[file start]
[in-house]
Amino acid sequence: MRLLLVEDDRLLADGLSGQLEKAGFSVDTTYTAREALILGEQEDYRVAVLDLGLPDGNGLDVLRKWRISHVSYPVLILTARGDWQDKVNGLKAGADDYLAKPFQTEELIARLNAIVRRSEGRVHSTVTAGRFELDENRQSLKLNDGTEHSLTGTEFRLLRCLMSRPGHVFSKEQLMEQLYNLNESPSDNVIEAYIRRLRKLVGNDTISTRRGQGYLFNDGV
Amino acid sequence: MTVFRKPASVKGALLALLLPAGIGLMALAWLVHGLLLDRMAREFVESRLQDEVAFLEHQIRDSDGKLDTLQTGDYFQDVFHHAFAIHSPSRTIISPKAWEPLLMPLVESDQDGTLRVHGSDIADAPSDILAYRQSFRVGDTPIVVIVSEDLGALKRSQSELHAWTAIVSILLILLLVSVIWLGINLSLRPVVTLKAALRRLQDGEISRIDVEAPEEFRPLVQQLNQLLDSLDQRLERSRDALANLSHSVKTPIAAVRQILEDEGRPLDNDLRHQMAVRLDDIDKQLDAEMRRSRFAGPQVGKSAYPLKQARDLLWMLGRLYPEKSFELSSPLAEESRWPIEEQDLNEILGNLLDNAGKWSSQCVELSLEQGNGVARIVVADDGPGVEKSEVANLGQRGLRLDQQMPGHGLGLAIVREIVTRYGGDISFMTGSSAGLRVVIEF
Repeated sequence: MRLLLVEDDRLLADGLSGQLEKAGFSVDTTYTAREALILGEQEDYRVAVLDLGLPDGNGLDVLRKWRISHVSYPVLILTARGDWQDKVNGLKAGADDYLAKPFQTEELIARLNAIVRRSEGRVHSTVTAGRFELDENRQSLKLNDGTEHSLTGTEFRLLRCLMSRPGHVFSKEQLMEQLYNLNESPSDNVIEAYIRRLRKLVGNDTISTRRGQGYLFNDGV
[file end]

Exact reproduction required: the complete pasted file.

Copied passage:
[in-house]
Amino acid sequence: MRLLLVEDDRLLADGLSGQLEKAGFSVDTTYTAREALILGEQEDYRVAVLDLGLPDGNGLDVLRKWRISHVSYPVLILTARGDWQDKVNGLKAGADDYLAKPFQTEELIARLNAIVRRSEGRVHSTVTAGRFELDENRQSLKLNDGTEHSLTGTEFRLLRCLMSRPGHVFSKEQLMEQLYNLNESPSDNVIEAYIRRLRKLVGNDTISTRRGQGYLFNDGV
Amino acid sequence: MTVFRKPASVKGALLALLLPAGIGLMALAWLVHGLLLDRMAREFVESRLQDEVAFLEHQIRDSDGKLDTLQTGDYFQDVFHHAFAIHSPSRTIISPKAWEPLLMPLVESDQDGTLRVHGSDIADAPSDILAYRQSFRVGDTPIVVIVSEDLGALKRSQSELHAWTAIVSILLILLLVSVIWLGINLSLRPVVTLKAALRRLQDGEISRIDVEAPEEFRPLVQQLNQLLDSLDQRLERSRDALANLSHSVKTPIAAVRQILEDEGRPLDNDLRHQMAVRLDDIDKQLDAEMRRSRFAGPQVGKSAYPLKQARDLLWMLGRLYPEKSFELSSPLAEESRWPIEEQDLNEILGNLLDNAGKWSSQCVELSLEQGNGVARIVVADDGPGVEKSEVANLGQRGLRLDQQMPGHGLGLAIVREIVTRYGGDISFMTGSSAGLRVVIEF
Repeated sequence: MRLLLVEDDRLLADGLSGQLEKAGFSVDTTYTAREALILGEQEDYRVAVLDLGLPDGNGLDVLRKWRISHVSYPVLILTARGDWQDKVNGLKAGADDYLAKPFQTEELIARLNAIVRRSEGRVHSTVTAGRFELDENRQSLKLNDGTEHSLTGTEFRLLRCLMSRPGHVFSKEQLMEQLYNLNESPSDNVIEAYIRRLRKLVGNDTISTRRGQGYLFNDGV